The CIS Tower

This Grade II Listed office building on Miller Street is described be Historic England as follows:  "... The Co-operative Insurance Society (CIS) Building was constructed in 1959-62 to the designs of George S. Hay, Chief Architect to the Co-operative Wholesale Society Ltd (CWS) with Gordon Thomas Tait of Sir John Burnet, Tait and Partners. It was built as the headquarters of the Co-operative Insurance Society and was designed to accommodate 2500 staff in a single consolidated site, instead of the ten CIS offices previously scattered around Manchester. A site on Miller Street that had been heavily bombed during WWII, and subsequently cleared, was chosen for the new Headquarters building. As part of the project another neighbouring plot fronting Miller Street and Corporation Street was to become New Century House, the Headquarters of the Co-operative Wholesale Society Ltd (CWS), which was designed by the same architects and is listed separately at Grade II."

Below is a view from the roof of the Corn Exchange on Hanging Ditch showing the tower under construction.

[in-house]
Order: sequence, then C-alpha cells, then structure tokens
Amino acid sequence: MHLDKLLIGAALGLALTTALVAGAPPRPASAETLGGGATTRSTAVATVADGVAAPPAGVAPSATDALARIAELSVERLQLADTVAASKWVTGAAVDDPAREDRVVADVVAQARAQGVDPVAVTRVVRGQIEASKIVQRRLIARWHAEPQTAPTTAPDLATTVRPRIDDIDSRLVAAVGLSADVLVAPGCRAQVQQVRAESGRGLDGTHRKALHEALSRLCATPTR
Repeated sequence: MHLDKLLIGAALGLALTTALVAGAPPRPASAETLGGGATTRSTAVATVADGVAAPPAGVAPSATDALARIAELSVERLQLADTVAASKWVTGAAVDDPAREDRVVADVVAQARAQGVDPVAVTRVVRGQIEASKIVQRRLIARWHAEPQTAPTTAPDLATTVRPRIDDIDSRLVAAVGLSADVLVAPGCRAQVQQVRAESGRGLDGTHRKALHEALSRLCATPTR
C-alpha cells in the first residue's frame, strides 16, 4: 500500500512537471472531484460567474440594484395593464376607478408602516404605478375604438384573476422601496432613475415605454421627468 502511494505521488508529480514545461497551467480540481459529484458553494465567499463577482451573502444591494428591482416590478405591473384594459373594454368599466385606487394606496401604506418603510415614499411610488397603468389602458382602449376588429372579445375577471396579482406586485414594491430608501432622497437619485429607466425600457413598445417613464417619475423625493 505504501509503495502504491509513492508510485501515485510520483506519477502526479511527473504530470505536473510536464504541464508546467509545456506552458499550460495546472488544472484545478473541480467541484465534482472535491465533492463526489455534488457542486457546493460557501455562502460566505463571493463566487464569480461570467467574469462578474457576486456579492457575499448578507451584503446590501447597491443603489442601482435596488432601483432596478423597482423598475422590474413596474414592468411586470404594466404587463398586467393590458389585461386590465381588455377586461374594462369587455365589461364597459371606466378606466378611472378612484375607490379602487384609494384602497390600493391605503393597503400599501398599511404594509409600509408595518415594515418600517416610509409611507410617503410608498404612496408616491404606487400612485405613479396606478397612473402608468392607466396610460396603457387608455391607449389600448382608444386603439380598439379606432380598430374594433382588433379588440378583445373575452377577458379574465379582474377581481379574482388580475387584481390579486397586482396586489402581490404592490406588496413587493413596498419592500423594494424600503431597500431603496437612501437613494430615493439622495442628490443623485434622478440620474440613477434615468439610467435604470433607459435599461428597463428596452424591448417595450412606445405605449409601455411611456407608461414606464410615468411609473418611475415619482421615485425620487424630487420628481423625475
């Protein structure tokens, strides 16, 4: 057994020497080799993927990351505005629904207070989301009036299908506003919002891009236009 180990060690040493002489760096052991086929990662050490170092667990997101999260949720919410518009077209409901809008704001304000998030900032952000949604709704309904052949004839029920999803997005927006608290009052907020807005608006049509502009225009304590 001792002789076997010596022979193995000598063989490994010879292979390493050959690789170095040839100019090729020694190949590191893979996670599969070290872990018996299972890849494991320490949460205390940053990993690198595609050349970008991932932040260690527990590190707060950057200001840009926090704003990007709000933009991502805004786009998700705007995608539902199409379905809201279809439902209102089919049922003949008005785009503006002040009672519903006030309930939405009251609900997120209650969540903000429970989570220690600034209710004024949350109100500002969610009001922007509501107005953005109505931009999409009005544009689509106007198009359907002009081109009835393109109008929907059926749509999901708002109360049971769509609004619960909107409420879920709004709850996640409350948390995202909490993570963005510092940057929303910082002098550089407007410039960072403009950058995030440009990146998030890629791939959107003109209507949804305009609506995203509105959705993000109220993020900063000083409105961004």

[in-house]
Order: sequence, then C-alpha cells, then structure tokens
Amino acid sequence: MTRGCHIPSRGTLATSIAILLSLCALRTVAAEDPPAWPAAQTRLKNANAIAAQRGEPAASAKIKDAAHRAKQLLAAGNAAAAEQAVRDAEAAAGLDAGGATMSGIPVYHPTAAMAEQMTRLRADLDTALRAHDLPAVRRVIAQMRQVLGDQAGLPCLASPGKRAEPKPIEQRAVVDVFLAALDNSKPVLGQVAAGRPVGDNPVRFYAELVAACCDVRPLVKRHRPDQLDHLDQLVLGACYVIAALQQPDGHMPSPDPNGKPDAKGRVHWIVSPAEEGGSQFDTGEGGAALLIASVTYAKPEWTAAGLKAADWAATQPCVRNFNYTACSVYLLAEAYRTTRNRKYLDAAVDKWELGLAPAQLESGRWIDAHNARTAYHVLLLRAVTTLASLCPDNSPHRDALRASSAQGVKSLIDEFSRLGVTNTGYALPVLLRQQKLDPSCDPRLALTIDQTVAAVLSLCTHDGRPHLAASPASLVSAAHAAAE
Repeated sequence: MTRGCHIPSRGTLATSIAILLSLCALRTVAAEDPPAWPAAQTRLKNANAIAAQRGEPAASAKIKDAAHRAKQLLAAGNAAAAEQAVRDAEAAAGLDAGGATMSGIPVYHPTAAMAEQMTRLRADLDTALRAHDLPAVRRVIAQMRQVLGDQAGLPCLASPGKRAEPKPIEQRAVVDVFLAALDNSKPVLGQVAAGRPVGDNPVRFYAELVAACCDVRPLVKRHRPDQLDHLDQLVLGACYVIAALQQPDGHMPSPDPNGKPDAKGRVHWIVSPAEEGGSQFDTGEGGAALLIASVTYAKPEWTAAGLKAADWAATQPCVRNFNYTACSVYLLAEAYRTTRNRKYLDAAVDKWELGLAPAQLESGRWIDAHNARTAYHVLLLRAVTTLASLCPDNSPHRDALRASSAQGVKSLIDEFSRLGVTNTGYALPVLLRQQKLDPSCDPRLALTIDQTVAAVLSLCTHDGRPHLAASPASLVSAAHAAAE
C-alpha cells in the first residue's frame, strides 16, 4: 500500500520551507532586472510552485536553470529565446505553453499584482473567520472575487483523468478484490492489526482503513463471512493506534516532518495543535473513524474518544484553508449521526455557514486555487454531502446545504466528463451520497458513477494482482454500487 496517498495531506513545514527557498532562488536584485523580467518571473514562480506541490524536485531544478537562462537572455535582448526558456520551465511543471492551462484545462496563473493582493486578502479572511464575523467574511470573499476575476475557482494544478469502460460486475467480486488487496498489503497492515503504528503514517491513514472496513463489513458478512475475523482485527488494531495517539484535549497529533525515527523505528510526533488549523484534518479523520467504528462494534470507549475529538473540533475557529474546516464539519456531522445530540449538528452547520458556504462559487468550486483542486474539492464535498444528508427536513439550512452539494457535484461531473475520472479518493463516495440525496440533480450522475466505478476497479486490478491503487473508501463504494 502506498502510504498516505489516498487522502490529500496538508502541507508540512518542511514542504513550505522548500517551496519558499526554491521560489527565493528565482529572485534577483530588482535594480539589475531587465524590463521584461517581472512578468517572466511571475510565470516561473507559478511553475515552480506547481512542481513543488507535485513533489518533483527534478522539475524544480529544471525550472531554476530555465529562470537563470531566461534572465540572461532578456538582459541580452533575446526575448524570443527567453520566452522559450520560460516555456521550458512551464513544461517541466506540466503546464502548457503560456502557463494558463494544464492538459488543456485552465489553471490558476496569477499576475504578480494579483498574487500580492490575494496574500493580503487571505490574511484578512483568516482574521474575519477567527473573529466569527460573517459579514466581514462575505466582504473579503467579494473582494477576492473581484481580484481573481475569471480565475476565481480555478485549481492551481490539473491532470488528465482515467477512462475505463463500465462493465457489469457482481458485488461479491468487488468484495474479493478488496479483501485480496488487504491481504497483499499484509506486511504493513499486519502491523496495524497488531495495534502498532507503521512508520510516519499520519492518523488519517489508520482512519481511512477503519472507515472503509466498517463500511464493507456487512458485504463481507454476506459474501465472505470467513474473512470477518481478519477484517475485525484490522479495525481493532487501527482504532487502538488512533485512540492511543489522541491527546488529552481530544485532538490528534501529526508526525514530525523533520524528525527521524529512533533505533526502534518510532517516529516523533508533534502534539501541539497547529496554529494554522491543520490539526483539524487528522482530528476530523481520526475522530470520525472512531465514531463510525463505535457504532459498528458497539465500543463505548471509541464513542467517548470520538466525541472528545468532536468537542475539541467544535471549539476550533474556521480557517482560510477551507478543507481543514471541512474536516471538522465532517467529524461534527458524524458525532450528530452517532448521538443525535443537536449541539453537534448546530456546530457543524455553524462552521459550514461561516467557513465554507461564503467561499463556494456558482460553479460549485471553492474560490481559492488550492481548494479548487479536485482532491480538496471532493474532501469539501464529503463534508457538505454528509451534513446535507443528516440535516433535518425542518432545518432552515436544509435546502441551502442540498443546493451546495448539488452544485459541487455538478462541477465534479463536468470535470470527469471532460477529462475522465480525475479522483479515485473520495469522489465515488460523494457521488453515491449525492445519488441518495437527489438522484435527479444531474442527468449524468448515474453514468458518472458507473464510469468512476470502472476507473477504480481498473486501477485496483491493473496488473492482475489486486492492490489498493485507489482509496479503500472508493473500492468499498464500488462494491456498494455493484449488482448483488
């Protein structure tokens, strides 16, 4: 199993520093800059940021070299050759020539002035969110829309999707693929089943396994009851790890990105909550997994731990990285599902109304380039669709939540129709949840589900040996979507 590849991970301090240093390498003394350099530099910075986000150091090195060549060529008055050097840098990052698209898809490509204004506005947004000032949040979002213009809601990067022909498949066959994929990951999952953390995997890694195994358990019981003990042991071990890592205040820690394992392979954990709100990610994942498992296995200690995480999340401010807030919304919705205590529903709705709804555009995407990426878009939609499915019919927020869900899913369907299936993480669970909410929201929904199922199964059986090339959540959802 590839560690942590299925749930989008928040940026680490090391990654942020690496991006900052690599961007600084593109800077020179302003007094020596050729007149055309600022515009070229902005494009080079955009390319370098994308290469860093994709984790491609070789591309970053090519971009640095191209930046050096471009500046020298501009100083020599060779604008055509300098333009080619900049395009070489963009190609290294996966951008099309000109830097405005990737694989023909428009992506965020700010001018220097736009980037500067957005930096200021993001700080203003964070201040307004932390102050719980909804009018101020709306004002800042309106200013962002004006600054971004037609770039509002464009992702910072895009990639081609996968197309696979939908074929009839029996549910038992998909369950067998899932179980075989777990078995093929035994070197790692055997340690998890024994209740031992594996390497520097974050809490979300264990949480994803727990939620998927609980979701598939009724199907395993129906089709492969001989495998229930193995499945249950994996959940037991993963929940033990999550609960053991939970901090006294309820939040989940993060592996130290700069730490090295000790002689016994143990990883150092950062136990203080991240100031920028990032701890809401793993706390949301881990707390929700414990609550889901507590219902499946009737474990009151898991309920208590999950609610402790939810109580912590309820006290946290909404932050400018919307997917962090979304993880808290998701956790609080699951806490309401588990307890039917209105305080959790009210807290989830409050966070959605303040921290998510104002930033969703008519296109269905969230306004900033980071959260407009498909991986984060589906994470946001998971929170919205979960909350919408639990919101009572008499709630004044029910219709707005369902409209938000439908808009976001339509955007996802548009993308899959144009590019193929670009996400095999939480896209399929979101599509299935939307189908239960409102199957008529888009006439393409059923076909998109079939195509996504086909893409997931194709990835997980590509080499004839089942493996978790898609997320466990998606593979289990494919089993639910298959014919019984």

When it was completed in 1962 it was the first building in Manchester taller than the Town Hall Tower and the third highest building in Europe.

Today it has relinquished the title of the tallest building to the recently completed Beetham Hilton Tower but time hasn't stood still for this 40 year old building because it is now home to the largest commercial solar facade in Europe and the largest solar power system in the UK.

This project was an environmentally responsible solution to a health and safety problem. The service core of the building, that I had watch grow in the 60s, was originally covered in 14 million one centimetre square, grey tesserae. This mosaic began to fail a mere six months after the building was completed. The falling tiles represented a hazard that had to be addressed.

The Cooperative Bank, owners of the building, chose to replace the tiles with a weatherproof cladding solution using photovoltaics panels. In all 7,244 Sharp 80W modules were used to clad the whole service tower. This was supported by a £885,000 grant from the Northwest Regional Development Agency and a £175,000 grant from the Department of Trade & Industry.

Among the most amusing estimates of its generating power is the fact that it generates enough electricity to make 6.8 million pieces of toast or 9.9 million cups of tea every year Prime Minister Tony Blair switched on the Solar Tower project on November 3rd, 2005. Mr. Blair stressed how important similar urban projects will be in the coming years in the fight against global warming.